Jurgen Bey takes his time to observe our actions and to discover intrinsic qualities in things that are often overlooked. For this, he ventures beyond the ordinary and creates his own original path. A work ethic he would like to see companies adopt as well.
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source: vitra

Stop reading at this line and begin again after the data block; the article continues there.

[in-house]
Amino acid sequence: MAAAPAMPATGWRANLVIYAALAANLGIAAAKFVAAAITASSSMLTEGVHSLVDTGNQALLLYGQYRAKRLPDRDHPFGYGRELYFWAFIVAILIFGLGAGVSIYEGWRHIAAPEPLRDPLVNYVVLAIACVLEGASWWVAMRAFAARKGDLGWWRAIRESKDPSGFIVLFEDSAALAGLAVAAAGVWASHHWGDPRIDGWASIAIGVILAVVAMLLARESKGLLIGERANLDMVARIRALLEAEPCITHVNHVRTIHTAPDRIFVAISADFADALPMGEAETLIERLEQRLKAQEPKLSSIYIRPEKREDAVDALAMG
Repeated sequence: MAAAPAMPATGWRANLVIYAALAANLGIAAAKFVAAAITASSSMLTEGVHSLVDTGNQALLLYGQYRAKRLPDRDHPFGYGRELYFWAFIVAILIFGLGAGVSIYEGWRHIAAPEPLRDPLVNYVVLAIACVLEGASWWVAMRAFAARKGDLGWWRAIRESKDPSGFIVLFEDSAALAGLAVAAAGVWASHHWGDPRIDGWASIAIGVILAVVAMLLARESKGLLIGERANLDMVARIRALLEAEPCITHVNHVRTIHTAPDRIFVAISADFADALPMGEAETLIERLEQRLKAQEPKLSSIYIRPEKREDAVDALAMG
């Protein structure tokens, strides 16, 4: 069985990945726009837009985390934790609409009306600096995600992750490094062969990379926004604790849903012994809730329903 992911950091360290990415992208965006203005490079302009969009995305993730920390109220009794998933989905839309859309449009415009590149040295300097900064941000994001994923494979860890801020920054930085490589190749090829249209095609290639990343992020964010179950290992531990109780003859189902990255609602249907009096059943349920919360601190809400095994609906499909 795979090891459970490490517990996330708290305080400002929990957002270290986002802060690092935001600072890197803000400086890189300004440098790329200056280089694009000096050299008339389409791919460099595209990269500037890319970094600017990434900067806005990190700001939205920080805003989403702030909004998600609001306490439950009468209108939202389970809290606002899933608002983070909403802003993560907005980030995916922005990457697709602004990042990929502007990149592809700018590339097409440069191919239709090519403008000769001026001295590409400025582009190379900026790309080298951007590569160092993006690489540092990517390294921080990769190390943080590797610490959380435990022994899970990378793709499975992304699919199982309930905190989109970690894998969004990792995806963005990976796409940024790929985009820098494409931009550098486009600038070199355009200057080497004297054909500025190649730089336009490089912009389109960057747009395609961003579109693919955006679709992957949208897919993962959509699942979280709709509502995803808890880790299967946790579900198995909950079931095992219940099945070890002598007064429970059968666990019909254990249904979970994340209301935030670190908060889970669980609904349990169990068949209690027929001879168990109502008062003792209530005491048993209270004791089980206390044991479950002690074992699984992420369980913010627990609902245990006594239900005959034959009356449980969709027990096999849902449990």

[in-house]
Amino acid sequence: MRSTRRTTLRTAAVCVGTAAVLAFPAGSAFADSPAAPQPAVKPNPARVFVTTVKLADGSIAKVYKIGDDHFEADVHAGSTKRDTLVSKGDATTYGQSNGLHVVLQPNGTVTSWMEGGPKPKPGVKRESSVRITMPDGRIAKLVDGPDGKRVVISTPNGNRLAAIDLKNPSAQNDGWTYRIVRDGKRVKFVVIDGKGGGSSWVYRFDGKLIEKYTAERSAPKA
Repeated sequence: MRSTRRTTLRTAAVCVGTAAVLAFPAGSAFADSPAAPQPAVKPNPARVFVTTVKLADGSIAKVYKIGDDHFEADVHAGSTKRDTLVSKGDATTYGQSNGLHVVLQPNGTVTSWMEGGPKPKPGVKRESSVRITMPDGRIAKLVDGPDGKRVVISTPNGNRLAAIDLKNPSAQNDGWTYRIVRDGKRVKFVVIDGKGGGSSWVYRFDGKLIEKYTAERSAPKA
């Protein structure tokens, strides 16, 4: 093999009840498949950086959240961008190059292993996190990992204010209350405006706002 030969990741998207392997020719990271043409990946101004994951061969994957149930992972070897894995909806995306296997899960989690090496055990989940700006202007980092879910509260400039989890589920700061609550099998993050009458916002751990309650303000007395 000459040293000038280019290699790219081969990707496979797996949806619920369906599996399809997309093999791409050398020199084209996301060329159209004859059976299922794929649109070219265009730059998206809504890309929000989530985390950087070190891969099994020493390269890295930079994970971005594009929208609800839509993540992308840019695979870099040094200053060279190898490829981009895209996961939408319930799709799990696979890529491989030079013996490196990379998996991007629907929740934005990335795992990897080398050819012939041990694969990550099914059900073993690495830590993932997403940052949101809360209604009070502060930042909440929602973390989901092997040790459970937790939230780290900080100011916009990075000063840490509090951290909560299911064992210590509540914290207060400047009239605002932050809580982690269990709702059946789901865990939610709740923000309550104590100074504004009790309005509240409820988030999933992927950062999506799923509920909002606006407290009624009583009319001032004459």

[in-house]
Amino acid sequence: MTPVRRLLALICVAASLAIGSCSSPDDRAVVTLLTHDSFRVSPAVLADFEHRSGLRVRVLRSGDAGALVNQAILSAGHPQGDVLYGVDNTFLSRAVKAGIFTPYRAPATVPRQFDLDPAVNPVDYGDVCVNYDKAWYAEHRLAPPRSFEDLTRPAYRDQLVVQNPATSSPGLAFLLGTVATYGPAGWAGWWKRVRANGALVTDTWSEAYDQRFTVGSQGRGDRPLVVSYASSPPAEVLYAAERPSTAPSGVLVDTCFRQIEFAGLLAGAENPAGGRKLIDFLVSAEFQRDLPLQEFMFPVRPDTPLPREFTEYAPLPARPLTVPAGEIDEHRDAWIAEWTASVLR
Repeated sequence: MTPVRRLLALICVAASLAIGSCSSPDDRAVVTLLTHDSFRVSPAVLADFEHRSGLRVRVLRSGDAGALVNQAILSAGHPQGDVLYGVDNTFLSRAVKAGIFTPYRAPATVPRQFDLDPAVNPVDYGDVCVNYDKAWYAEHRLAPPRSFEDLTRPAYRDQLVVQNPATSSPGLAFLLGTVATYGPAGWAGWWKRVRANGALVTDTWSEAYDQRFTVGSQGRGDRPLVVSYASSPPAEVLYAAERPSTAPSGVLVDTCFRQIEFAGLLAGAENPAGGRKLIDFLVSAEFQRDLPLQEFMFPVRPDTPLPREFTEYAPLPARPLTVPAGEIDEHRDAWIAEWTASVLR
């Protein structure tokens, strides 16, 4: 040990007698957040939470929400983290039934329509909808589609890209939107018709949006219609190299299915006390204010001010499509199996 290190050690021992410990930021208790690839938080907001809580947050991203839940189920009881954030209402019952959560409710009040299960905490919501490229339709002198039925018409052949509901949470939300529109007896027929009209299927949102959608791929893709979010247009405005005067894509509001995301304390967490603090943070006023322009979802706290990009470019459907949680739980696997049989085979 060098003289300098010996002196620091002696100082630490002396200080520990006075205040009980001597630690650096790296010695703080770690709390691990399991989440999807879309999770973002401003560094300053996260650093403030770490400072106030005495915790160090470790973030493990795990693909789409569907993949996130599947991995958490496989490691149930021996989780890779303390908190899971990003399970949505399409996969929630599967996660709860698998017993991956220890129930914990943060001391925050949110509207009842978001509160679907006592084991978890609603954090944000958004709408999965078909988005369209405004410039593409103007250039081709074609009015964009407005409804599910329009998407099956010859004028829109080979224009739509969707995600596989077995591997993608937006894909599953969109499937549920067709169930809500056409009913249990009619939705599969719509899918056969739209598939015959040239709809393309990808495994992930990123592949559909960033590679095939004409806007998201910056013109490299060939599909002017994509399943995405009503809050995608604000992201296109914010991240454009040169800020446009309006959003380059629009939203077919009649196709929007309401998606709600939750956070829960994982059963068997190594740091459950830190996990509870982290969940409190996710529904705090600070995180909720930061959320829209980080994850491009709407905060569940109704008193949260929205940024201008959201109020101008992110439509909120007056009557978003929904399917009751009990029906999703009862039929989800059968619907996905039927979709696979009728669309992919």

A campus (Latin for ‘field’) is an open space, usually grassy, which is gradually surrounded by buildings until it becomes the heart of a university. The campus begins as a field, transformed temporarily into a building site. Later it becomes a sports field, often performs as a place of political demonstration, and then becomes a garden. It ossifies in this final form, perhaps embellished by memorial statues or fountains, passed through by generations of students. Occasionally it reverts back to its earlier incarnations, as new groups charge the space with politics again. Later, the whole complex – field and buildings – is referred to as the campus. The university is conceived, we could say, as a field of operations that is deliberately undetermined, defined by its inhabitants through social congress. It is thought that the word ‘campus’ was first used to refer to the grounds of Princeton University in New Jersey. In other words, it is an American space. European universities are traditionally urban, taking their forms directly from monasteries. It is striking, when you visit an American university, that the campus is the only space of many American towns designed principally for pedestrians (apart from parks, perhaps). The campus is not part of the grid, it is not built to maximize financial returns or aid automotive mobility. It is intended as a place of social exchange. It is as close as American cities get to a European piazza – a place within the grid, the particular within the generic.